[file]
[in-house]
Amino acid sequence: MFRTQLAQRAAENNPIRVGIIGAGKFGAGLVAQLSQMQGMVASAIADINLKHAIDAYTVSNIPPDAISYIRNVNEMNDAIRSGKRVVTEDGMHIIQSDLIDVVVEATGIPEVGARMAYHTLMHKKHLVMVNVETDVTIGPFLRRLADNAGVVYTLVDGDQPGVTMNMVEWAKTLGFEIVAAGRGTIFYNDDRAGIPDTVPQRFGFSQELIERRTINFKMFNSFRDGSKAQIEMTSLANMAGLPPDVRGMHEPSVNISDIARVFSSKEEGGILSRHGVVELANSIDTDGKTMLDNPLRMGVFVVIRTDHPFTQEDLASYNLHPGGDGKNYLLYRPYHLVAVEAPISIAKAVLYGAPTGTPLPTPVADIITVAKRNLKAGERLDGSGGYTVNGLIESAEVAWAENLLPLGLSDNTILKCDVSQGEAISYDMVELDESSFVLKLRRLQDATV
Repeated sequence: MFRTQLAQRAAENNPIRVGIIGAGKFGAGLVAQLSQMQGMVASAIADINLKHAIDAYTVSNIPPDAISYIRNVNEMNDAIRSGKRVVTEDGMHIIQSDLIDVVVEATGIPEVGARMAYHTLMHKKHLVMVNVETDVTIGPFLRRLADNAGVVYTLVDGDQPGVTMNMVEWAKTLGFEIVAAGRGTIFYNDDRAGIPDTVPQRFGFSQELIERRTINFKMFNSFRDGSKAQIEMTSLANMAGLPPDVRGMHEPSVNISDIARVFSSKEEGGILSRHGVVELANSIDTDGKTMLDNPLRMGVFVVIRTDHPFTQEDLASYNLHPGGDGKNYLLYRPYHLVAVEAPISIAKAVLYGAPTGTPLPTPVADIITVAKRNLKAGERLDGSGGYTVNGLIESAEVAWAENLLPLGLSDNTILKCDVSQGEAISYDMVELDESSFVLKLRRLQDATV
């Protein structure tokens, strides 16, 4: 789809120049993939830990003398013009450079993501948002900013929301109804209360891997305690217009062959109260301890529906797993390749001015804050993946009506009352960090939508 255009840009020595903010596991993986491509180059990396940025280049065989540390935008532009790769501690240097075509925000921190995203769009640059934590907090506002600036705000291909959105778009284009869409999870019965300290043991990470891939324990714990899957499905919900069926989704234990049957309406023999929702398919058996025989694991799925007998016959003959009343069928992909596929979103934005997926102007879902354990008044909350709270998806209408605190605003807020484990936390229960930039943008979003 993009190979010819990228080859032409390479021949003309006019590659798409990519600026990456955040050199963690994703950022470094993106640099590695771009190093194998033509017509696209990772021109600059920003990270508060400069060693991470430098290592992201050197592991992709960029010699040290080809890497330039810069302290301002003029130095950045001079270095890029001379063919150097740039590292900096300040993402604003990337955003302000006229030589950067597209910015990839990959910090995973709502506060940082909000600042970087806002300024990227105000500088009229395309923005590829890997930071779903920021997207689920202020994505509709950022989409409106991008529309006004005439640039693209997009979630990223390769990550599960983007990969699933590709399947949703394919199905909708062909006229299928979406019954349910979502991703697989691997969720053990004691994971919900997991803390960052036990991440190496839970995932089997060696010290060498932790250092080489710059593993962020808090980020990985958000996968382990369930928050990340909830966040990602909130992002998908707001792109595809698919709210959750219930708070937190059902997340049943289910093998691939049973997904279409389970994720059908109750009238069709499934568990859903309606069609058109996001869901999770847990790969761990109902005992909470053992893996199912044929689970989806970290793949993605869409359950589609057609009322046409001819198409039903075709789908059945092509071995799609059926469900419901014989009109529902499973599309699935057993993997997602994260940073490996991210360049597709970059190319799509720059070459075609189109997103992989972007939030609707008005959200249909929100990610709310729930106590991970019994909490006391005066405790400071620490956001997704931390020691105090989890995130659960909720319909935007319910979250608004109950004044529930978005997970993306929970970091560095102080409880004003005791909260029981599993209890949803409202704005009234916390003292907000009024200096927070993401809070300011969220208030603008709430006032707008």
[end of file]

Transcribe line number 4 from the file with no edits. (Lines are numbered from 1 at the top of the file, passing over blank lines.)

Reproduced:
């Protein structure tokens, strides 16, 4: 789809120049993939830990003398013009450079993501948002900013929301109804209360891997305690217009062959109260301890529906797993390749001015804050993946009506009352960090939508 255009840009020595903010596991993986491509180059990396940025280049065989540390935008532009790769501690240097075509925000921190995203769009640059934590907090506002600036705000291909959105778009284009869409999870019965300290043991990470891939324990714990899957499905919900069926989704234990049957309406023999929702398919058996025989694991799925007998016959003959009343069928992909596929979103934005997926102007879902354990008044909350709270998806209408605190605003807020484990936390229960930039943008979003 993009190979010819990228080859032409390479021949003309006019590659798409990519600026990456955040050199963690994703950022470094993106640099590695771009190093194998033509017509696209990772021109600059920003990270508060400069060693991470430098290592992201050197592991992709960029010699040290080809890497330039810069302290301002003029130095950045001079270095890029001379063919150097740039590292900096300040993402604003990337955003302000006229030589950067597209910015990839990959910090995973709502506060940082909000600042970087806002300024990227105000500088009229395309923005590829890997930071779903920021997207689920202020994505509709950022989409409106991008529309006004005439640039693209997009979630990223390769990550599960983007990969699933590709399947949703394919199905909708062909006229299928979406019954349910979502991703697989691997969720053990004691994971919900997991803390960052036990991440190496839970995932089997060696010290060498932790250092080489710059593993962020808090980020990985958000996968382990369930928050990340909830966040990602909130992002998908707001792109595809698919709210959750219930708070937190059902997340049943289910093998691939049973997904279409389970994720059908109750009238069709499934568990859903309606069609058109996001869901999770847990790969761990109902005992909470053992893996199912044929689970989806970290793949993605869409359950589609057609009322046409001819198409039903075709789908059945092509071995799609059926469900419901014989009109529902499973599309699935057993993997997602994260940073490996991210360049597709970059190319799509720059070459075609189109997103992989972007939030609707008005959200249909929100990610709310729930106590991970019994909490006391005066405790400071620490956001997704931390020691105090989890995130659960909720319909935007319910979250608004109950004044529930978005997970993306929970970091560095102080409880004003005791909260029981599993209890949803409202704005009234916390003292907000009024200096927070993401809070300011969220208030603008709430006032707008």